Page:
‘It looks amazing – with restlessly rotating stages, slow-mo physicality, cinema-epic robes and tableaux vivants worthy of Caravaggio’
Run time: approx. 155 mins.
Stephen Sondheim’s legendary musical is staged for the first time at the National Theatre and broadcast live to cinemas.
New York, 1971. There’s a party on the stage of the Weismann Theatre. Tomorrow the iconic building will be demolished. Thirty years after their final performance, the Follies girls gather to have a few drinks, sing a few songs and lie about themselves.
Tracie Bennett, Janie Dee and Imelda Staunton play the magnificent Follies in this dazzling new production. Featuring a cast of 37 and an orchestra of 21, it’s directed by Dominic Cooke (TheComedy of Errors).
Winner of Academy, Tony, Grammy and Olivier awards, Sondheim’s previous work includes A Little Night Music, Sweeney Todd and Sunday in the Park with George.
Run time: Estimated 220 mins.
Rory Kinnear (The Threepenny Opera, Penny Dreadful, Othello) is Marx and Oliver Chris (Twelfth Night, Green Wing) is Engels, in this new comedy written by Richard Bean and Clive Coleman. Broadcast live from The Bridge Theatre, London, the production is directed by Nicholas Hytner and reunites the creative team behind Broadway and West End hit comedy One Man, Two Guvnors.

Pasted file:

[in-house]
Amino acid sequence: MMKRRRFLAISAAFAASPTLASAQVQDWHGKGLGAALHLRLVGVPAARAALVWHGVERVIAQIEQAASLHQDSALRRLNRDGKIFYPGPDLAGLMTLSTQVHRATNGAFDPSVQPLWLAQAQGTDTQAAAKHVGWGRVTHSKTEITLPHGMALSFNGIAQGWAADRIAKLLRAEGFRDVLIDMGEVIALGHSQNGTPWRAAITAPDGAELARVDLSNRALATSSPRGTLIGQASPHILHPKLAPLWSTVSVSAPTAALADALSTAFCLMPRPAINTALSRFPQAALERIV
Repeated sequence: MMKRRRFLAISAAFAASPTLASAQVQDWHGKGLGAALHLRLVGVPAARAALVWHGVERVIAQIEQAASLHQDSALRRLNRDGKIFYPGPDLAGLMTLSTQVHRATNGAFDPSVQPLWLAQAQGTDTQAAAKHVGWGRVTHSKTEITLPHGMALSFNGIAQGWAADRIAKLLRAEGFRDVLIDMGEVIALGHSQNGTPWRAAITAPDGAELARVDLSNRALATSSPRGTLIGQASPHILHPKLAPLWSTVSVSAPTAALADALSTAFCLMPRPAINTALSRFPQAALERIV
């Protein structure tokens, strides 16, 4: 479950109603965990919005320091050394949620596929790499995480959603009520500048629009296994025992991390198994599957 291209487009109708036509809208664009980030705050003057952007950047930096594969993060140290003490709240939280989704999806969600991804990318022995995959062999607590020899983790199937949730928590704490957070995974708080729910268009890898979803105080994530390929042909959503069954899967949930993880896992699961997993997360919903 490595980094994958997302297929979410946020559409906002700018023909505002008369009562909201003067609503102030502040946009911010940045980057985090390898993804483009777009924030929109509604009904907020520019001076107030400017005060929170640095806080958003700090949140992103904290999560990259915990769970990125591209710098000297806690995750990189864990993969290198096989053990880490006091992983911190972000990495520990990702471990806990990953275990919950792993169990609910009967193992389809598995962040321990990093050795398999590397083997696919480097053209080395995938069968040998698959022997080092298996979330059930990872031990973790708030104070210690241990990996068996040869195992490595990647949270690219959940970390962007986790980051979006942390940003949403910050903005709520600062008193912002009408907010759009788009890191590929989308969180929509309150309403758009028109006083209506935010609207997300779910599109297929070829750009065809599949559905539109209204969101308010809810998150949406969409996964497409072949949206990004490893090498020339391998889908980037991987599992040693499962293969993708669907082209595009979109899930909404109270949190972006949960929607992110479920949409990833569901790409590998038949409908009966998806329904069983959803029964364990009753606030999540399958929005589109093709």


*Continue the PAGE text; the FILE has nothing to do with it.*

1850, and Europe’s most feared terrorist is hiding in Dean Street, Soho. Broke, restless and horny, the thirty-two-year-old revolutionary is a frothing combination of intellectual brilliance, invective, satiric wit, and child-like emotional illiteracy. Creditors, spies, rival revolutionary factions and prospective seducers of his beautiful wife all circle like vultures. His writing blocked, his marriage dying, his friend Engels in despair at his wasted genius, his only hope is a job on the railway. But there’s still no one in the capital who can show you a better night on the piss than Karl Heinrich Marx.
Run time: Estimated 180 mins.
Ben Whishaw (The Danish Girl, Skyfall, Hamlet) and Michelle Fairley (Fortitude, Game of Thrones) play Brutus and Cassius, David Calder (The Lost City of Z, The Hatton Garden Job)plays Caesar and David Morrissey (The Missing, Hangmen, The Walking Dead) is Mark Antony. Broadcast live from The Bridge Theatre, London.